March 17, 2009
HOWARD SMITH, PLAINTIFF-RESPONDENT,
KOLTEX APARTMENTS, L.L.C., DEFENDANT-APPELLANT.
On appeal from Superior Court of New Jersey, Law Division, Special Civil Part, Essex County, Docket No. DC-26039-07.
NOT FOR PUBLICATION WITHOUT THE APPROVAL OF THE APPELLATE DIVISION
Submitted December 8, 2008
Before Judges Lisa and Alvarez.
Defendant Koltex Apartments, owned by Christopher Koltun, appeals from a Special Civil Part judgment entered in the amount of $10,000 in favor of plaintiff, Howard Smith, a former tenant. The record that has been supplied to us is minimal. We have only a copy of the order of judgment entered in this separate Special Civil Part proceeding awarding Smith $10,000 in damages, and an unfiled copy of a complaint by defendant and Koltun suing Smith for "unpaid rent" in the amount of $4560. In the trial transcript, the court refers to the hearing that resulted in the $10,000 judgment as a return date of an order to show cause filed by Smith. For the reasons that follow, we affirm the trial court's determination that defendant's failure to appropriately store the contents of Smith's apartment after his eviction caused his personal property to be lost, but we remand for a further hearing on the issue of damages.
We glean from the transcript that Smith was evicted as a result of a landlord-tenant case filed by defendant for nonpayment of rent. An order of removal issued on July 9, 2007.
Smith, a disc jockey who has been in the business for several years, testified as to a handwritten list of items that he left in the apartment after his eviction, including turntables, a mixer, CD players, an equalizer, a compressor, over 1000 vinyl records, and the like. Smith also testified that the total value of these items was $17,000. He did not explain how he valued any of the lost items. He did not give dates of purchase. He did not introduce any lists of comparable merchandise, sales receipts, or any documents whatsoever as to the value of the items as new, used, or replaced. His handwritten list was admitted into evidence, but we have no copy of it. Interestingly, at the start of the trial, Smith complained that Koltun was actually wearing a brand-new shirt of Smith's that had been left in the apartment, an accusation that Koltun did not deny.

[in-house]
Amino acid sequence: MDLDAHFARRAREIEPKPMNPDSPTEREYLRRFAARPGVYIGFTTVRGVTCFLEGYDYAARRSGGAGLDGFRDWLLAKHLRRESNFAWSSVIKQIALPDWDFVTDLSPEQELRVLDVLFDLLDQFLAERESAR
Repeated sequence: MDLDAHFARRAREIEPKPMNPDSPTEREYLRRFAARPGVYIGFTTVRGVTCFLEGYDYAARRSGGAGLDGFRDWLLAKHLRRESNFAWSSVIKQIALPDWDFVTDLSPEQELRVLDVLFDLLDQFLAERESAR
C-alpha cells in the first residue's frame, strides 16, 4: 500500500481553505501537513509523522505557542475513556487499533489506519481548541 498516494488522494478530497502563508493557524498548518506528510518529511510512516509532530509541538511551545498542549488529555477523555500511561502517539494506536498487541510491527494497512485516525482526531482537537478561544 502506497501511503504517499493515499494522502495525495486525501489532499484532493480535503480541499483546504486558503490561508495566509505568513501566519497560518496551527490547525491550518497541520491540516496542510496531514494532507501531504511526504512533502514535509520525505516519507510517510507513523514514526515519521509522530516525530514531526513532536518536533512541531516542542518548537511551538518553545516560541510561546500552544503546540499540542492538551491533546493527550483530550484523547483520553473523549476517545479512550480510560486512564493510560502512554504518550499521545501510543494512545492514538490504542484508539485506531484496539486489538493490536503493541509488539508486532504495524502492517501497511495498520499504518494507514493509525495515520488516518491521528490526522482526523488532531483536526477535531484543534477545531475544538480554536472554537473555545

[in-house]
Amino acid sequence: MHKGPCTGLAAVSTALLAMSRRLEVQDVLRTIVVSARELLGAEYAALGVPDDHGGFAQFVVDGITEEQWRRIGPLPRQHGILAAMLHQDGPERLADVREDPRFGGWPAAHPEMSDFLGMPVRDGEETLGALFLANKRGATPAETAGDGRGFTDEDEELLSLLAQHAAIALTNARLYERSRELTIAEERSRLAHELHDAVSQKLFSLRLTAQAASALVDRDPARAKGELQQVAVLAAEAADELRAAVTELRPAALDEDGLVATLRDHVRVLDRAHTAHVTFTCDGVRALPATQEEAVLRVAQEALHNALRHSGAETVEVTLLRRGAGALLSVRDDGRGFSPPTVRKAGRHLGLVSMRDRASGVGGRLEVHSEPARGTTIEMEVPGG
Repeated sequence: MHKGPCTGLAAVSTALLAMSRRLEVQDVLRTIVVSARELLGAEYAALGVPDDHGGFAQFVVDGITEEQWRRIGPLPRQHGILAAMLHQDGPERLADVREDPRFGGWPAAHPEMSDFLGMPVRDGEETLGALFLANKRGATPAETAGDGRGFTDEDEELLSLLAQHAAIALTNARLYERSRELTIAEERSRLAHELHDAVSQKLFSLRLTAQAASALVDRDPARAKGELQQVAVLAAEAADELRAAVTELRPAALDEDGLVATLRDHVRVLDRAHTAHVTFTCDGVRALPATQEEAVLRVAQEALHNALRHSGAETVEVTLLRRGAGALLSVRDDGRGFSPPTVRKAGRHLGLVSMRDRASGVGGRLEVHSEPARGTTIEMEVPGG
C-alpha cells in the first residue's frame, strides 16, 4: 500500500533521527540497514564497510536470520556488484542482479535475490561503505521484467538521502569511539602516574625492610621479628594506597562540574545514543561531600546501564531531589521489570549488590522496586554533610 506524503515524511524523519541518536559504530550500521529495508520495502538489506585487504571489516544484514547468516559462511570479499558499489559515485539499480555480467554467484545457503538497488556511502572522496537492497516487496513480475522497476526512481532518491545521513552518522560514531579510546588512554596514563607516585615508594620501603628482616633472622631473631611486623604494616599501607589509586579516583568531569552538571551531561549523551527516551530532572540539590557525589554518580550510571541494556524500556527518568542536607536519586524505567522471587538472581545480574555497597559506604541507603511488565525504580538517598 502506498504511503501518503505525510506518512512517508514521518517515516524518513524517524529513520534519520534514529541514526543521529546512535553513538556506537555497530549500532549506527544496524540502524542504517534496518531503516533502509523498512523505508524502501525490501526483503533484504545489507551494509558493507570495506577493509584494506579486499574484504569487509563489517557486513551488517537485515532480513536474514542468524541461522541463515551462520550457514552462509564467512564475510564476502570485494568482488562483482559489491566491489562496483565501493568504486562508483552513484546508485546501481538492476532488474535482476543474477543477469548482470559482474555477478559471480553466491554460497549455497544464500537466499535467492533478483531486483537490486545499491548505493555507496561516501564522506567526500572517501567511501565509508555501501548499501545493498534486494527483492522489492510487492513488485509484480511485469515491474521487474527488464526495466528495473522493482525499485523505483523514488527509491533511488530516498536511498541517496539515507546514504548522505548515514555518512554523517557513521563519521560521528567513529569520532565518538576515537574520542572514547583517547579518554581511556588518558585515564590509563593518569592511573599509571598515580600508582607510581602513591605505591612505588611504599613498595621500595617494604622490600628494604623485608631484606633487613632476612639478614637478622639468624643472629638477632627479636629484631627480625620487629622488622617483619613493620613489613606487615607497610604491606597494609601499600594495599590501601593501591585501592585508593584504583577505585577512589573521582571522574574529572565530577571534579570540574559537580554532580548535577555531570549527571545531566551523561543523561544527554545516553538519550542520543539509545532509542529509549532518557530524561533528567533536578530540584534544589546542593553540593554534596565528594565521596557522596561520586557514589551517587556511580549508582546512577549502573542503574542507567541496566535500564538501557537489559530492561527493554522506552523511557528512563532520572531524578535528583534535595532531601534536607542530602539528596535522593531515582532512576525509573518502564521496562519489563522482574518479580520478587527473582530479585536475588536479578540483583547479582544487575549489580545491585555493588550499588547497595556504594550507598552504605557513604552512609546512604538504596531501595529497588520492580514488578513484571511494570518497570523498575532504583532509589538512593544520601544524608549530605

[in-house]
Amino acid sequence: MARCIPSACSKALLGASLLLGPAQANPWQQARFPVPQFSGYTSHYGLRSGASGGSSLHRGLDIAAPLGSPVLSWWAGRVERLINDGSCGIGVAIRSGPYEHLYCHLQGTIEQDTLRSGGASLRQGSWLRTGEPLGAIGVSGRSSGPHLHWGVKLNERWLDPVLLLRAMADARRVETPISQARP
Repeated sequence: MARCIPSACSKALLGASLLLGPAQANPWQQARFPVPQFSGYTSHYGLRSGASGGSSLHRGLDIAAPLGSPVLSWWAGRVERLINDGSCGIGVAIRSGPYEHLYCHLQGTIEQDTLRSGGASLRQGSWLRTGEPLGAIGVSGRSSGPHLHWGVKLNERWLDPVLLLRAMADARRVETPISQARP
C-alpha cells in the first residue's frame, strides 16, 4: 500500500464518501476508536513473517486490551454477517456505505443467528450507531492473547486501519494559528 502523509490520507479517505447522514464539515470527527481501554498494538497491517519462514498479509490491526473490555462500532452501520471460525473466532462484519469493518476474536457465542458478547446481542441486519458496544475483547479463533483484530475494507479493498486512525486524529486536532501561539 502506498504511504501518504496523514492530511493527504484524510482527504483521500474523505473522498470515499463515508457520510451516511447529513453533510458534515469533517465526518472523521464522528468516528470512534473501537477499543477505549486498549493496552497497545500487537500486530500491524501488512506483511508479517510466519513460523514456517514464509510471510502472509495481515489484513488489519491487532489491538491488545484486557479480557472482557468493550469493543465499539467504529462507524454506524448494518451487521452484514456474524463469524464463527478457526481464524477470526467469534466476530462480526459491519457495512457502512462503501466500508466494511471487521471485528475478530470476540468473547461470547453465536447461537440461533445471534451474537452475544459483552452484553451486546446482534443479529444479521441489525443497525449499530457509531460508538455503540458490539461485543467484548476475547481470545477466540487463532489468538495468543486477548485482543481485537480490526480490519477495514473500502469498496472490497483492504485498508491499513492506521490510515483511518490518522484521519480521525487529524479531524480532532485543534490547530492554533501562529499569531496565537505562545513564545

After hearing Smith's recitation of the value of his lost possessions and Koltun's testimony as to the rent Smith owed, the judge said the following:
[S]omebody took this equipment and either put it in the hallway and it was taken since it's extremely valuable by other tenants or other people, or it was simply taken and sold or what have you. But I do believe that the equipment was in the apartment.
And I do believe that Mr. Smith was entitled to get this equipment. Therefore, I find for the plaintiff in this case.
Now, how do I award damages? The first thing I'll do is deduct the $3,880 in credit. Mr. Koltun will get credit for that. And I also think that there is some fat in the $17,000 figure. Having said all that, I will - - having deducted $3,880 for back rent and reducing the amount of the $17,000 valuation, I am going to enter a judgment in favor of the plaintiff for $10,000. That's how much I believe he's entitled to.
We'll prepare a copy of an order and you can either pay him the $10,000 or find out how you can get that equipment back to him.
Neither Koltun nor defendant complied with the statutory duty of care imposed on a landlord to protect the contents of a tenant's home after an eviction. See N.J.S.A. 2A:18-73 to -76. Koltun claimed merely that he left phone messages for Smith to come and retrieve his belongings, but that he had no forwarding address and received no return calls. In contrast, Smith claimed that when he first came to retrieve his belongings, everything in his apartment had been moved out into the hallway of the apartment building. All of his disc jockey equipment was missing. Smith presented the testimony of a friend and a cousin in support of his claim. Defendant presented the testimony of the building superintendent and the painter who worked in Smith's apartment after the eviction.